My comment: Right now the 2005 and 2006 vintages are the worst performing loans. However as home values continue to plunge, loan to values even on earlier loans are going to soar. People (and banks) that thought they had a cushion will find out their safety net is simply gone.

Countrywide also allowed borrowers to put down as little as 5% of a home’s price and offered “piggyback mortgages,” which allow borrowers to finance more than 80% of a home’s value without paying for private mortgage insurance. By 2006, nearly 29% of the option ARMs originated by Countrywide and packaged into mortgage securities had a combined loan-to-value of 90% or more, up from just 15% in 2004, according to UBS.

My comment: There are only two words to describe this. Those words are greed and stupidity. The only other possibility is that Mozilo knew exactly what he was doing and was driving up share price based on short term unsustainable growth.

In one California branch office, employees could win prizes, such as a trip to Hawaii, for selling the most option ARMs.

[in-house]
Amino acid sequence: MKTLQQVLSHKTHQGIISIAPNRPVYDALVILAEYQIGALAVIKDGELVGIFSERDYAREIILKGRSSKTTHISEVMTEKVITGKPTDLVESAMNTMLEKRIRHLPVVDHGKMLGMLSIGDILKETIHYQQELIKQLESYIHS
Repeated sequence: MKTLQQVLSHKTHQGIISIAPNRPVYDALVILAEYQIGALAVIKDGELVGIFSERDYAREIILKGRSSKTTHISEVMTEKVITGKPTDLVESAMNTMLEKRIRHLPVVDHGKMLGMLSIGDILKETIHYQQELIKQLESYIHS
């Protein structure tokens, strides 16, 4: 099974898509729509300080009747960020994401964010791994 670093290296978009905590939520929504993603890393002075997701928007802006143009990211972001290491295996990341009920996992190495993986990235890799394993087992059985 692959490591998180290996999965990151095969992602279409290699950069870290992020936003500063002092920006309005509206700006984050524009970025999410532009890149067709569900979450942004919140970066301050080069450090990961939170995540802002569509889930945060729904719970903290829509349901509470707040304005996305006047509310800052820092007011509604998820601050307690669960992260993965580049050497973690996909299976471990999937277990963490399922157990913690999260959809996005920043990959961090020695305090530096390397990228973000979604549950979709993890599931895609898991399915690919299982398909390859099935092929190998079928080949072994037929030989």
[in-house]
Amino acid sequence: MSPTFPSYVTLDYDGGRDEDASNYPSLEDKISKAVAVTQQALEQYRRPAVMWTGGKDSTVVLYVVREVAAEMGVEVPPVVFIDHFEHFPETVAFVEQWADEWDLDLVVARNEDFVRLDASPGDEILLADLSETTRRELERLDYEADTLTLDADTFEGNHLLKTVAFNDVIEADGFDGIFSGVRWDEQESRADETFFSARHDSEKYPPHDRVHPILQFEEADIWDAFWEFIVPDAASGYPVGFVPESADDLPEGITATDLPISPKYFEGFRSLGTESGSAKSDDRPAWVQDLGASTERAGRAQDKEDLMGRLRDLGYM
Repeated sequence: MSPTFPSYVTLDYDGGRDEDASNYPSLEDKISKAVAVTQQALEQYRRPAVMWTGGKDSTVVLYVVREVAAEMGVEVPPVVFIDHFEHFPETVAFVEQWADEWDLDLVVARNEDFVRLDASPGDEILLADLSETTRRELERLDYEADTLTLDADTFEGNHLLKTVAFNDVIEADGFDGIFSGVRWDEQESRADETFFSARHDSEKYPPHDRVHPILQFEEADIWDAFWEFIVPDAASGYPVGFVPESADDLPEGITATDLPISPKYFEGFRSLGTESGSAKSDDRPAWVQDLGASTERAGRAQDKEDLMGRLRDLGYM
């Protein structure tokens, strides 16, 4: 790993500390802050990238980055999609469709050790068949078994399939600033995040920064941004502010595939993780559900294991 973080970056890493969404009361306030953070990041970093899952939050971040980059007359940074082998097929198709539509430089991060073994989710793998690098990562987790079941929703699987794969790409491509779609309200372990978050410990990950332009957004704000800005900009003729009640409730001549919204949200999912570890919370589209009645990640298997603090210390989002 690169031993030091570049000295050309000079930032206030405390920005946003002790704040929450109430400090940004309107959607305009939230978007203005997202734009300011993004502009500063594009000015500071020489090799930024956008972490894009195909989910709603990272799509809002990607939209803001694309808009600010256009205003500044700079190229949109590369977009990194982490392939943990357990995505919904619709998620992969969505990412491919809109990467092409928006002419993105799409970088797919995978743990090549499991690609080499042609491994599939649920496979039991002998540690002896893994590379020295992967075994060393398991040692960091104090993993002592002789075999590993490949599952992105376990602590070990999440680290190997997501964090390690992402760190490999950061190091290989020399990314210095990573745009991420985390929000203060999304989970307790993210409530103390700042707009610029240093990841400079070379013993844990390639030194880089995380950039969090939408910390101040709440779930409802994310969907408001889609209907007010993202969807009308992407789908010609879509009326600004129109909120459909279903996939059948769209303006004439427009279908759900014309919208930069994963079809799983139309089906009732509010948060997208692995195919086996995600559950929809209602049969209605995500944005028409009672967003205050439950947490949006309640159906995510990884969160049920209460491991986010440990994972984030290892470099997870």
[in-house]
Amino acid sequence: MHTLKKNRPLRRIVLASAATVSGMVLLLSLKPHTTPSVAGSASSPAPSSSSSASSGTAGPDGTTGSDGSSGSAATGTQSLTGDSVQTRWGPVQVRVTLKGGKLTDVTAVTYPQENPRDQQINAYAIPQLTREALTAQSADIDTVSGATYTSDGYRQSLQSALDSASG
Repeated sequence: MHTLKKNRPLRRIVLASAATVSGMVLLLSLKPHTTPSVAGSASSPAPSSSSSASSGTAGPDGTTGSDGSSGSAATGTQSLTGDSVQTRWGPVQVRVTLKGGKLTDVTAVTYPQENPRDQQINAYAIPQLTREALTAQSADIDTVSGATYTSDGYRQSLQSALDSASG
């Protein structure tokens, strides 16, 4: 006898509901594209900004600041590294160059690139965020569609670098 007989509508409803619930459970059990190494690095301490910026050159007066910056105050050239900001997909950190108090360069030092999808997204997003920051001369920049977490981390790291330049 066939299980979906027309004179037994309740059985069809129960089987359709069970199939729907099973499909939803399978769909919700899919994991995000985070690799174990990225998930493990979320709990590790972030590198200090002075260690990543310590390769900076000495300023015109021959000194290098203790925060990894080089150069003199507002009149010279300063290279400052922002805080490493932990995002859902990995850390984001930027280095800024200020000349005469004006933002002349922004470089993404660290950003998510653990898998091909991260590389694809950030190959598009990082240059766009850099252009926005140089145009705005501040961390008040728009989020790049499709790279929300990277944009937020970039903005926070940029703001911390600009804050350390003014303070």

My comment: See Countrywide Reaps What It Sowed for a look inside its lending practices.

We Don’t Want It. You Keep It.

To prevent foreclosures and REOs, Countrywide Launches Program to Refinance or Modify Mortgages.

Countrywide Financial Corp., the nation’s largest mortgage lender, said Tuesday it will begin calling borrowers to offer refinancing or modifications on $16 billion in loans whose interest rate is set to adjust by the end of 2008. Its shares fell more than 4 percent.

“Unprecedented times call for unprecedented remedies,” Countrywide President and Chief Operating Officer David Sambol said in a statement. “We are determined to assist borrowers who have the willingness and wherewithal to remain in their homes, but need a little help to do it.”

[Translation provided by Kevin Depew in point #3 of Five Things: “This House is Your House. Seriously, We Don’t Want It. You keep it]